On Tuesday, protests against the N Biren Singh administration became louder in Manipur and New Delhi, with even politicians from the governing Bharatiya Janata Party and its allies expressing anger over the tense circumstances in the northeastern state, which has been wracked by ethnic unrest.
There are divisions among BJP lawmakers on Singh’s handling of the situation, and some of them want him to step down in order to secure a speedy settlement of the problem. Senior party leaders in the Capital, who spoke on the condition of anonymity, expressed worries that the violence would undermine the BJP’s “double-engine government” platform and hurt the party’s chances of winning elections in the states that will vote this year, including Mizoram.
Since May 3, Manipur has been the scene of extensive interethnic fighting between the Kuki and Meitei communities, which predominate in the hill districts and the Imphal valley, respectively. At least 115 people have died as a result of the violence, over 300 have been hurt, and up to 40,000 members of both communities have been displaced.
Singh, who is a Meitei, has been blamed by Kuki groups for taking sides.
“Ten Kuki MLAs, including seven from the BJP, have gone public with their opposition to the chief minister. Though there’s no open and vocal opposition among other BJP MLAs, there are some of us who are unhappy with how he has handled the crisis in Manipur till date and want some changes so that there is an early resolution,” a BJP MLA from Manipur said on Tuesday, seeking anonymity.
In a memo to the Prime Minister’s Office (PMO) in New Delhi on Monday, nine state legislators, including eight BJP members and an independent who supports the state government, said that law and order had completely broken down in the state.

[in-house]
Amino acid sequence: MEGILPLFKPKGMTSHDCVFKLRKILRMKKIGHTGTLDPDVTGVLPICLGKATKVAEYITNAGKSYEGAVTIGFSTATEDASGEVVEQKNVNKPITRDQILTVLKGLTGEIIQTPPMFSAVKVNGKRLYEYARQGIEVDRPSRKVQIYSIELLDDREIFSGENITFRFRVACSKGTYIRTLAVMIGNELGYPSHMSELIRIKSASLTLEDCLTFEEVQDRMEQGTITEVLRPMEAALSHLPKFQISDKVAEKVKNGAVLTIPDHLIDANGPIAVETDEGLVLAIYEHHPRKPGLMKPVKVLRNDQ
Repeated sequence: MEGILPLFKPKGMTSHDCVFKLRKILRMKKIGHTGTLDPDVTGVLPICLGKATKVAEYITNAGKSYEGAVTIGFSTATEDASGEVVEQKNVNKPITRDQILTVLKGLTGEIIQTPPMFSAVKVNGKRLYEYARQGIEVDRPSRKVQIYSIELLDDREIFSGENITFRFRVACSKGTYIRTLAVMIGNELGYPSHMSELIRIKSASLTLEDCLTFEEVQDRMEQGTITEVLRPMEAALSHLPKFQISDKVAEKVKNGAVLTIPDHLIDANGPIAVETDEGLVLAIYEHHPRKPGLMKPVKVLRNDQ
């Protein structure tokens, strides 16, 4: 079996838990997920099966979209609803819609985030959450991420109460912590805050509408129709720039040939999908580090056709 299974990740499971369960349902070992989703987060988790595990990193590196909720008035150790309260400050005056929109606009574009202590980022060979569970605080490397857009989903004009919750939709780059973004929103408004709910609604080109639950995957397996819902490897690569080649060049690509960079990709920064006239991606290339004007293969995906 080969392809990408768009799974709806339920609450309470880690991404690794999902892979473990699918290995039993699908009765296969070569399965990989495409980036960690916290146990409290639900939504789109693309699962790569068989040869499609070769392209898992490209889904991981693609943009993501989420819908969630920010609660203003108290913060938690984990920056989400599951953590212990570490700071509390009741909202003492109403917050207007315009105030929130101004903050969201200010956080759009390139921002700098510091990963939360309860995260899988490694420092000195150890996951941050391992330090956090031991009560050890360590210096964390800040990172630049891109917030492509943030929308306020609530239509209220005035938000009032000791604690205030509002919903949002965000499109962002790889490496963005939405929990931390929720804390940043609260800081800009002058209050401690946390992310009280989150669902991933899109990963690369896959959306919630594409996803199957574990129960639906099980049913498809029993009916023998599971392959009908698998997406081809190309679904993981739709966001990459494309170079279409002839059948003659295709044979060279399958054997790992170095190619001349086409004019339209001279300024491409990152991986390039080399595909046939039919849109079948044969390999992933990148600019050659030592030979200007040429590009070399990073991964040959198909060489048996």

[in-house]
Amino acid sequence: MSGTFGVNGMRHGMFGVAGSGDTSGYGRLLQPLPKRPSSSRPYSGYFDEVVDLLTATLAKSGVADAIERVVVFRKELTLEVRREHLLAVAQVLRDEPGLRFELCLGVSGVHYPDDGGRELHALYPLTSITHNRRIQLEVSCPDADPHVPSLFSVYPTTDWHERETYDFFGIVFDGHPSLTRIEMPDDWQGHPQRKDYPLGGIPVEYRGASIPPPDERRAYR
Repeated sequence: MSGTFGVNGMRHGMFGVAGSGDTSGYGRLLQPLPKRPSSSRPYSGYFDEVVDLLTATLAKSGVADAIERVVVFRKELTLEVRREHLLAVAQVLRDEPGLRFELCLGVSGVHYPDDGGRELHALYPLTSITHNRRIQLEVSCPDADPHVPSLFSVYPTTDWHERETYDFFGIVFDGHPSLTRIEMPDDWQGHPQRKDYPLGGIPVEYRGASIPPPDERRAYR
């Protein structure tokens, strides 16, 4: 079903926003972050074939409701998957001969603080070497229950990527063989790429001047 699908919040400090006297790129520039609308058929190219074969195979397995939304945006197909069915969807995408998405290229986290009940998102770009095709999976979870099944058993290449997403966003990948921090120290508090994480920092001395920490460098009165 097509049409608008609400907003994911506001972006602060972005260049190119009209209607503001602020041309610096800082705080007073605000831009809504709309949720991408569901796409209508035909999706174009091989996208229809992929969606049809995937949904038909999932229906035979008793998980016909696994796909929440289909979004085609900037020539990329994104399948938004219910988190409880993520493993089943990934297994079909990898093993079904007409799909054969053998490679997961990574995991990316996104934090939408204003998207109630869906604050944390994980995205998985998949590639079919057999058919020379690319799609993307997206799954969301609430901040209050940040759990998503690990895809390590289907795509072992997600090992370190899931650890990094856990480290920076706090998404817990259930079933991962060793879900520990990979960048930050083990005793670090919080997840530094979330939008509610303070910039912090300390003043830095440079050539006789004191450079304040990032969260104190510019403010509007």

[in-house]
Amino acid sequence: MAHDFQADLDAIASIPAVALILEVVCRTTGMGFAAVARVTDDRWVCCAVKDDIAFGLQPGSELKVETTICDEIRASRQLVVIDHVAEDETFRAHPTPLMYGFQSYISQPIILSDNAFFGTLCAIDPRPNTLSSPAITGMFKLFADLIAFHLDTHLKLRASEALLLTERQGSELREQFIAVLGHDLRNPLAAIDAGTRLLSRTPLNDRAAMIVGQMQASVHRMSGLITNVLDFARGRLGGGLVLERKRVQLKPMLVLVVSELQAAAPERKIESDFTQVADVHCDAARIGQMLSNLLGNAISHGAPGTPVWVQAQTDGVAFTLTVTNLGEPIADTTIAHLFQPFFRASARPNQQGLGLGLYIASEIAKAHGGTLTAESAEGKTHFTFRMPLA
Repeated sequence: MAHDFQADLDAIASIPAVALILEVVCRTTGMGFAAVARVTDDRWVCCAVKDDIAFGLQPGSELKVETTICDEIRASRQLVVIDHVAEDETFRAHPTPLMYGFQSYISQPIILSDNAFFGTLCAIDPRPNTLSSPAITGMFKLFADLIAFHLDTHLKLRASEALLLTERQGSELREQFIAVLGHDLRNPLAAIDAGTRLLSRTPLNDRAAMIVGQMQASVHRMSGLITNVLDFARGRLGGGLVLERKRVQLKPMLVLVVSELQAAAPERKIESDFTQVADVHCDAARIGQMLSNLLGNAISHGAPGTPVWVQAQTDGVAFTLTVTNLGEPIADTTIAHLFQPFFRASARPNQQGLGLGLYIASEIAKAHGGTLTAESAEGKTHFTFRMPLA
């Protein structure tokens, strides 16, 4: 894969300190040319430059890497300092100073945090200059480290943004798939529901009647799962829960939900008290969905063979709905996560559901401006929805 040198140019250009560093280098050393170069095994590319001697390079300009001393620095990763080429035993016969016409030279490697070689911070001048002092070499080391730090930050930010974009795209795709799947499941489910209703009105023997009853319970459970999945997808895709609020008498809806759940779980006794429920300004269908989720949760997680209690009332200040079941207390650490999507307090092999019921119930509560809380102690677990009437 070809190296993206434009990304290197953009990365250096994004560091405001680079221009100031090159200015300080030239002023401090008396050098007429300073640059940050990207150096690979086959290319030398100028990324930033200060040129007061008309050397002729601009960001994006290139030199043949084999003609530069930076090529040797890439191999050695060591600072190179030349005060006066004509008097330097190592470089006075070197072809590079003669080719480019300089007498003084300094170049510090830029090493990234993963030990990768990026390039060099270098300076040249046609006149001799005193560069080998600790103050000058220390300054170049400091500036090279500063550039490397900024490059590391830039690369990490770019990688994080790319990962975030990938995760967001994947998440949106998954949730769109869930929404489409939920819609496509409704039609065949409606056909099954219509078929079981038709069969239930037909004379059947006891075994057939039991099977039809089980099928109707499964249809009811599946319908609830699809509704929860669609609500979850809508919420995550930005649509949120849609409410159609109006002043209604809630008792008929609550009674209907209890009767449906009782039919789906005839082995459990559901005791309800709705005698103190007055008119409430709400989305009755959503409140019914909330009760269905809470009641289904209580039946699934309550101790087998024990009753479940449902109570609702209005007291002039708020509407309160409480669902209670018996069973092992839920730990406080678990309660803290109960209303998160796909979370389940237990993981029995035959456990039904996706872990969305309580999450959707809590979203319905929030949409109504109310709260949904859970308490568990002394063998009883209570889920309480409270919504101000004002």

“At present, there is no trust and confidence in the government and administration. Public have lost complete faith in the present state government,” the memorandum said. “Some special measures for proper administration and function of the government by following rule of law may kindly be resorted to so that the trust and confidence of the general public is restored.”
“The present crisis is going on for long and people are unhappy with the way it’s being handled. That’s why we want the Centre to intervene and find some solution to it. Hence, we went to the PMO and submitted the memorandum,” BJP MLA Yumnam Radheyshyam said on Tuesday.
Radheyshyam was one of the thirty or so MPs from the BJP and its allies in Manipur who met with Union defence minister Rajnath Singh on Monday. He was one of the nine MLAs who travelled to the PMO. Later, 23 of them met Nirmala Sitharaman, the finance minister. The legislators informed the two central ministries of the border state’s condition.
If the situation doesn’t change within the next few days, the National Peoples Party (NPP), the BJP’s ally and the second-largest party in the 60-member assembly with seven MLAs, has threatened to withdraw its support.